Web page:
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Administrative data

Link to relevant study record(s)

Description of key information

Short description of key information on bioaccumulation potential result: 
in vitro human skin penetration study
Modelling of kinetics based on Structure activity relationships.

Key value for chemical safety assessment

Bioaccumulation potential:
no bioaccumulation potential
Absorption rate - oral (%):
Absorption rate - dermal (%):

Additional information


Considering the structure, molecular weight of 145 and Log Pow of 1.3, 3 -amino-4 -octanol appears likely to be absorbed through the gut wall according to ‘Lipinski’s Rule of 5’ (1).

The acute oral toxicity of 3 -amino-4 -octanol is moderate with an LD50 of 550 mg/kg in rats, and all deaths occurring within one day of dosing. Other than a red discoloration of the intestinal tract in the animals that died during the study, there were no gross histopathological findings. Therefore death was likely to have been caused by systemic effects rather than local irritation/corrosion.

In a 28 day oral gavage study evidence of systemic toxicity considered to be treatment related was observed in the highest dose group (250 mg/kg) (increased liver weight, alterations in serum liver enzyme levels, liver vacuolation, altered clinical chemistry parameters such as serum glucose, potassium and chloride).

Considering the evidence of systemic toxicity and the physical chemical properties it appears that the compound will be absorbed following oral administration.

3 -amino-4 -octanol fits the classification as corrosive and so it could be expected that dermal absorption subsequent to the corrosive action of the material is possible. In a repeated dose dermal irritation/toxicity study conducted with test material pH adjusted to 9.5 a NOEL for both local dermal effects and body weight change was 100 mg/kg bw. Since the only effects recorded were bodyweight gain and irritation/corrosion it is not possible to state whether the test material became systemically available following dermal application. In the murine LLNA, the material was demonstrated to be a weak skin sensitiser indicating some degree of dermal penetration may be occurring although it is not possible to comment on the subsequent systemic availability. These data indicate that at high concentrations (>85%) 3 -amino-4 -octanol may be capable of penetrating the skin, however due to the corrosivity, prolonged exposure to such concentrations are unlikely to occur.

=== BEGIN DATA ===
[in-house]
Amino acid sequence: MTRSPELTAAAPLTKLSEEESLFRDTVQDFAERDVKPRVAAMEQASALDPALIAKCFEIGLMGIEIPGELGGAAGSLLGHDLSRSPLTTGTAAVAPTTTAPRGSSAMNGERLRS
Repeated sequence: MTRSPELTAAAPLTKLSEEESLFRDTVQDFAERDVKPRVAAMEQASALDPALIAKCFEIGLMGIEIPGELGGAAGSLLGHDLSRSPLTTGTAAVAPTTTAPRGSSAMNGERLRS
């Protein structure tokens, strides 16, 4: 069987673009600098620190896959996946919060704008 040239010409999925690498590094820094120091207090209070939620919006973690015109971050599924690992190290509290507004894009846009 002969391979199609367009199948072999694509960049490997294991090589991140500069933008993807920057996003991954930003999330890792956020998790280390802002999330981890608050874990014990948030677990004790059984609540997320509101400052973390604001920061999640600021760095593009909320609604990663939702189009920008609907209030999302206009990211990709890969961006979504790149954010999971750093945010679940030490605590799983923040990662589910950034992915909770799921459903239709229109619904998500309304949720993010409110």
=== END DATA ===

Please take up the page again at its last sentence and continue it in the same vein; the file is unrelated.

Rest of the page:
In an in vitro study using human skin, the dermal penetration of 3 -amino-4 -octanol was studied using concentrations of 0.5 and 10% at a pH of 9. These concentrations were chosen because they represent the levels of 3 -amino-4 -octanol in metal working fluid. the pH of 9 is generally the highest pH of metal working fluids. Thus these exposure conditions mimic those to which workers will likely be faced when handling metal working fluids containing 3 -amino-4 -octanol. Due to the corrosivity of 3 -amino-4 -octanol it was not possible to test more concentrated solutions. In this study, over the course of 24 hours approximately 50% and 20% of the 0.5 and 10% solutions penetrated the skin, respectively. However, whilst the penetration through the skin was greater for the 0.5% concentration, the flux was greater for the 10% concentration (11.3 microgram/cm2/h, compared to 1.22 microgram/cm2/hour). There was also a lag time of between 2 and 4 hours before the material appeared in the receptor fluid for both test concentrations.